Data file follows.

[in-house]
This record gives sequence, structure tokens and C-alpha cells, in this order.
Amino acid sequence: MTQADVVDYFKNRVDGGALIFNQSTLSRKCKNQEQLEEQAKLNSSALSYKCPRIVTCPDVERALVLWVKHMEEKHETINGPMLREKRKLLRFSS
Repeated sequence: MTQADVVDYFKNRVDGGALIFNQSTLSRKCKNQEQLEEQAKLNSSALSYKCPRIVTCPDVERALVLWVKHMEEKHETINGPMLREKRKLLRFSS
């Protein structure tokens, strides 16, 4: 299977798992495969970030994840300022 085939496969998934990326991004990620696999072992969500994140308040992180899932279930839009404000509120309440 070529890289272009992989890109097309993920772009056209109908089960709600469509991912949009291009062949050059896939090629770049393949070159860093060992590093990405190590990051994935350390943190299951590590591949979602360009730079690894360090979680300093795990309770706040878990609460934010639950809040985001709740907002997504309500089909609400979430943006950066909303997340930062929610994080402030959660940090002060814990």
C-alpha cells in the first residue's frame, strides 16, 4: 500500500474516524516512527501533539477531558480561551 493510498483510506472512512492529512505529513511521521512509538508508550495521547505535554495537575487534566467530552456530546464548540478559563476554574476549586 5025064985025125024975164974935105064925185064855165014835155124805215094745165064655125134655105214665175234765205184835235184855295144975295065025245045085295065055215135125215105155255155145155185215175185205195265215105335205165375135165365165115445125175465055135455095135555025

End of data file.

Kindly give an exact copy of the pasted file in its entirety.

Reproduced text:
[in-house]
This record gives sequence, structure tokens and C-alpha cells, in this order.
Amino acid sequence: MTQADVVDYFKNRVDGGALIFNQSTLSRKCKNQEQLEEQAKLNSSALSYKCPRIVTCPDVERALVLWVKHMEEKHETINGPMLREKRKLLRFSS
Repeated sequence: MTQADVVDYFKNRVDGGALIFNQSTLSRKCKNQEQLEEQAKLNSSALSYKCPRIVTCPDVERALVLWVKHMEEKHETINGPMLREKRKLLRFSS
């Protein structure tokens, strides 16, 4: 299977798992495969970030994840300022 085939496969998934990326991004990620696999072992969500994140308040992180899932279930839009404000509120309440 070529890289272009992989890109097309993920772009056209109908089960709600469509991912949009291009062949050059896939090629770049393949070159860093060992590093990405190590990051994935350390943190299951590590591949979602360009730079690894360090979680300093795990309770706040878990609460934010639950809040985001709740907002997504309500089909609400979430943006950066909303997340930062929610994080402030959660940090002060814990």
C-alpha cells in the first residue's frame, strides 16, 4: 500500500474516524516512527501533539477531558480561551 493510498483510506472512512492529512505529513511521521512509538508508550495521547505535554495537575487534566467530552456530546464548540478559563476554574476549586 5025064985025125024975164974935105064925185064855165014835155124805215094745165064655125134655105214665175234765205184835235184855295144975295065025245045085295065055215135125215105155255155145155185215175185205195265215105335205165375135165365165115445125175465055135455095135555025